# Integral Exponents

In this section we will extend the definition of exponents
to include all integers and to learn some rules for working with integral
exponents.

## Positive and Negative Exponents

Positive integral exponents provide a convenient way to write repeated multiplication
or very large numbers. For example,

2 Â· 2 Â· 2 = 2^{3}, y Â· y Â· y Â· y = y^{4}, and 1,000,000,000 = 10^{9}.

We refer to 2^{3} as â€œ2 cubed,â€ â€œ2 raised to the third power,â€ or â€œa power of 2.â€

**Positive Integral Exponents **

If a is a nonzero real number and n is a positive integer, then

In the **exponential expression** a^{n}, the **base** is a, and the
**exponent** is n.

We use 2^{-3} to represent the reciprocal of 2^{3}. Because 2^{3}
= 8, we have
.
In general, a^{-n} is defined as the reciprocal of a^{n}.

**Negative Integral Exponents **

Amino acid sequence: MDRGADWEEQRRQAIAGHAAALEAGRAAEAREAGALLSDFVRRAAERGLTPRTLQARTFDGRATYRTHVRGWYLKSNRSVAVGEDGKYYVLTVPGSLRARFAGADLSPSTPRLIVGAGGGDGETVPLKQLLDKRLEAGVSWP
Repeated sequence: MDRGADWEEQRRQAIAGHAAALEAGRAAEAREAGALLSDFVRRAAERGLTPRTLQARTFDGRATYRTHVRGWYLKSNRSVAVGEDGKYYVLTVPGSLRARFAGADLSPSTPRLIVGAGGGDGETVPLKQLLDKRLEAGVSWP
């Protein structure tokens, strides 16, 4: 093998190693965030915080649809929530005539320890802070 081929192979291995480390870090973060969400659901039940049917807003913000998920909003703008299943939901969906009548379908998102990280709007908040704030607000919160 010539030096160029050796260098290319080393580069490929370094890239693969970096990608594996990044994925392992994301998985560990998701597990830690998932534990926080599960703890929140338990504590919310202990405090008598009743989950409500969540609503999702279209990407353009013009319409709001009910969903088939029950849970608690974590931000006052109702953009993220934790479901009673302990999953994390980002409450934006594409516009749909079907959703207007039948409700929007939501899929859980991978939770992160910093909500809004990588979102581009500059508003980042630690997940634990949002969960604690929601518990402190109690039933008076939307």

If a is a nonzero real number and n is a positive integer, then

(If n is positive,
-n is negative.)

To evaluate 2^{-3}, you can first cube 2 to get 8 and then find the reciprocal
to get
, or you can first find the reciprocal of
2 (which is
) and then cube
to get
.
So

The power and the reciprocal can be found in either order. If the exponent is
-1,
we simply find the reciprocal. For example,

Because 2^{3} and 2^{-3} are reciprocals of each other, we have

These examples illustrate the following rules.

**Rules for Negative Exponents **

If a is a nonzero real number and n is a positive integer, then

**Example 1**

**Negative exponents **

Evaluate each expression.

a) 3^{-2}

b) (-3)^{-2 }

c) -3^{-2 }

d)

e)

**Solution **

**Caution**

We evaluate -3^{2} by squaring 3 first and
then taking the opposite. So -3^{2} = -9, whereas (-3)^{2} = 9. The same agreement
also holds for negative exponents. That iswhy the answer to Example 1(c) is negative.